German Supermarket Aldi to Enter U.S. through 900 Locations

Aldi store

Aldi has been a core brand in the European battle for retail supremacy. However, the company raised the stakes by planning a strong takeover in the United States. The presence of such a German supermarket that takes pride in its low prices is going to add to the pressure this industry is already experiencing within this country. Major American firms are already engaged in a battle for most competitive price tags.

The German Supermarket Will Need Five Years to Open 900 U.S. Stores

Aldi is going to enter U.S. with its own weapons that consist of private-label products. This chain of supermarkets is wildly known for its stern control over prices. On Monday, the company announced that it is going to invest $3.4 billion in the U.S. territory to herald around 900 stores. However, this complex operation will need a time frame of five years to reach its full shape.

This move coincides with another German takeover announced earlier this year. Lidl is a European retail rival to Aldi that is going to open its first U.S. stores right this week. Similarly to its competition, Lidl is looking to operate as many as 100 locations by the summer of 2018.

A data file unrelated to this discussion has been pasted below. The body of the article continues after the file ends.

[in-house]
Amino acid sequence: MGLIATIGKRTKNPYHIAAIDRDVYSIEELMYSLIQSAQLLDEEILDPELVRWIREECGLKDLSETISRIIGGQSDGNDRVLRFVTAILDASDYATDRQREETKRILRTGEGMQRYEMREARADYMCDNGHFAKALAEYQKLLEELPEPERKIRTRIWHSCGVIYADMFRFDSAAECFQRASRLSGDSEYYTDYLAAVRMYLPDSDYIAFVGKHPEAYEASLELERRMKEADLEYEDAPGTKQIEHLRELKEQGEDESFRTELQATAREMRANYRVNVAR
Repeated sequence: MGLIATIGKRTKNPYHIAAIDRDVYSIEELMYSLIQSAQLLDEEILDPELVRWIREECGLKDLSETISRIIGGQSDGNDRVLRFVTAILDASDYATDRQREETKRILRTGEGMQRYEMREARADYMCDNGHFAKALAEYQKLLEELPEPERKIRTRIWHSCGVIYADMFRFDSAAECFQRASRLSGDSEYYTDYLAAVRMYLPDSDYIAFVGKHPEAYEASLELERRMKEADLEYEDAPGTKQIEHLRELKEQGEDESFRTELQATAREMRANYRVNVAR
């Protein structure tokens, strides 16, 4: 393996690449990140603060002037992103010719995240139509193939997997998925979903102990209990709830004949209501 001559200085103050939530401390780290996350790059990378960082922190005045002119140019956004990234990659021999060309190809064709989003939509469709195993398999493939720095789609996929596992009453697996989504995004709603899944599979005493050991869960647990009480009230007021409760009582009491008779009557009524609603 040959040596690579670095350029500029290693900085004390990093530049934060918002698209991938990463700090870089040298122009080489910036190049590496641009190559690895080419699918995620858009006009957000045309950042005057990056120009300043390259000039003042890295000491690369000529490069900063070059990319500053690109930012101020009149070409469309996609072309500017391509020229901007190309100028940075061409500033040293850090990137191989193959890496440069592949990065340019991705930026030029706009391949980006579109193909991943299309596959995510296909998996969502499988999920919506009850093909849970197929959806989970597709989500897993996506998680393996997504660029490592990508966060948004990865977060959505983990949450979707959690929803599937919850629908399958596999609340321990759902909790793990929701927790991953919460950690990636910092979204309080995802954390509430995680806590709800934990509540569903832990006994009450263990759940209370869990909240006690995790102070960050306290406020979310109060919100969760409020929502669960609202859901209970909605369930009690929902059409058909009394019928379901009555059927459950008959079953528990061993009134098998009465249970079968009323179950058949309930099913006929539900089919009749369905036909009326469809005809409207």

Analysts Expect Major Changes in the Retail Industry by 2020

This wave of German private-label supermarkets that takes U.S. by the storm can end up being a new challenge for American retailers such as Kroger Co. and Wal-Mart Stores Inc. Eventually, they might feel the pressure to lower their prices even more than at present. The European presence surprises the U.S. market at a time of great deflation. The prices for food products are at their 17 straight months low. This is the longest period of deflation in 60 years.

An analyst at Bain & Co, Ken Knudson, sees a great shift in the retail industry in the following three years. Traditional grocers will have to adapt to a disruptive period through different strategies. By 2020, the deep discount branch of the grocery industry will increase by 10% dominating traditional stores.

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